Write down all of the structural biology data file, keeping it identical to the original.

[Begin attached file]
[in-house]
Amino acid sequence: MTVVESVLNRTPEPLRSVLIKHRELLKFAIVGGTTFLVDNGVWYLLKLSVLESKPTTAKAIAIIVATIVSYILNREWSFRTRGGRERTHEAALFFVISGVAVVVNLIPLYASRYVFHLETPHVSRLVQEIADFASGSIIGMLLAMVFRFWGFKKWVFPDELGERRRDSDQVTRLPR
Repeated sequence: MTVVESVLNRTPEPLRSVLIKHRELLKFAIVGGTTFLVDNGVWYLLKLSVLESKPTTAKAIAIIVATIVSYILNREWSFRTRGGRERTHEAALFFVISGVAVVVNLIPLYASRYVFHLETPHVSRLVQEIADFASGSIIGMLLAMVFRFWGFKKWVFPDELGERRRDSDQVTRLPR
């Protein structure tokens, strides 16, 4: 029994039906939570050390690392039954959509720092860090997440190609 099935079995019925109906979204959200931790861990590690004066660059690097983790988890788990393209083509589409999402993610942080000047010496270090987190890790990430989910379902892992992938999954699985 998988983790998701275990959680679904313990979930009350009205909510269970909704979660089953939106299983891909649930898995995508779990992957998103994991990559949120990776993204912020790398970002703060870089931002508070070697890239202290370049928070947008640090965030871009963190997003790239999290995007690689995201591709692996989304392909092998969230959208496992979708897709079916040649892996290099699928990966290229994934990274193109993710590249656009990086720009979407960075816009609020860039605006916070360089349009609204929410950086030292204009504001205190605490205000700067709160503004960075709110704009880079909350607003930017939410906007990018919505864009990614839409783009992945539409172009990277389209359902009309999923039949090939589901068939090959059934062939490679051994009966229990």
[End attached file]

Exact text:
[in-house]
Amino acid sequence: MTVVESVLNRTPEPLRSVLIKHRELLKFAIVGGTTFLVDNGVWYLLKLSVLESKPTTAKAIAIIVATIVSYILNREWSFRTRGGRERTHEAALFFVISGVAVVVNLIPLYASRYVFHLETPHVSRLVQEIADFASGSIIGMLLAMVFRFWGFKKWVFPDELGERRRDSDQVTRLPR
Repeated sequence: MTVVESVLNRTPEPLRSVLIKHRELLKFAIVGGTTFLVDNGVWYLLKLSVLESKPTTAKAIAIIVATIVSYILNREWSFRTRGGRERTHEAALFFVISGVAVVVNLIPLYASRYVFHLETPHVSRLVQEIADFASGSIIGMLLAMVFRFWGFKKWVFPDELGERRRDSDQVTRLPR
């Protein structure tokens, strides 16, 4: 029994039906939570050390690392039954959509720092860090997440190609 099935079995019925109906979204959200931790861990590690004066660059690097983790988890788990393209083509589409999402993610942080000047010496270090987190890790990430989910379902892992992938999954699985 998988983790998701275990959680679904313990979930009350009205909510269970909704979660089953939106299983891909649930898995995508779990992957998103994991990559949120990776993204912020790398970002703060870089931002508070070697890239202290370049928070947008640090965030871009963190997003790239999290995007690689995201591709692996989304392909092998969230959208496992979708897709079916040649892996290099699928990966290229994934990274193109993710590249656009990086720009979407960075816009609020860039605006916070360089349009609204929410950086030292204009504001205190605490205000700067709160503004960075709110704009880079909350607003930017939410906007990018919505864009990614839409783009992945539409172009990277389209359902009309999923039949090939589901068939090959059934062939490679051994009966229990």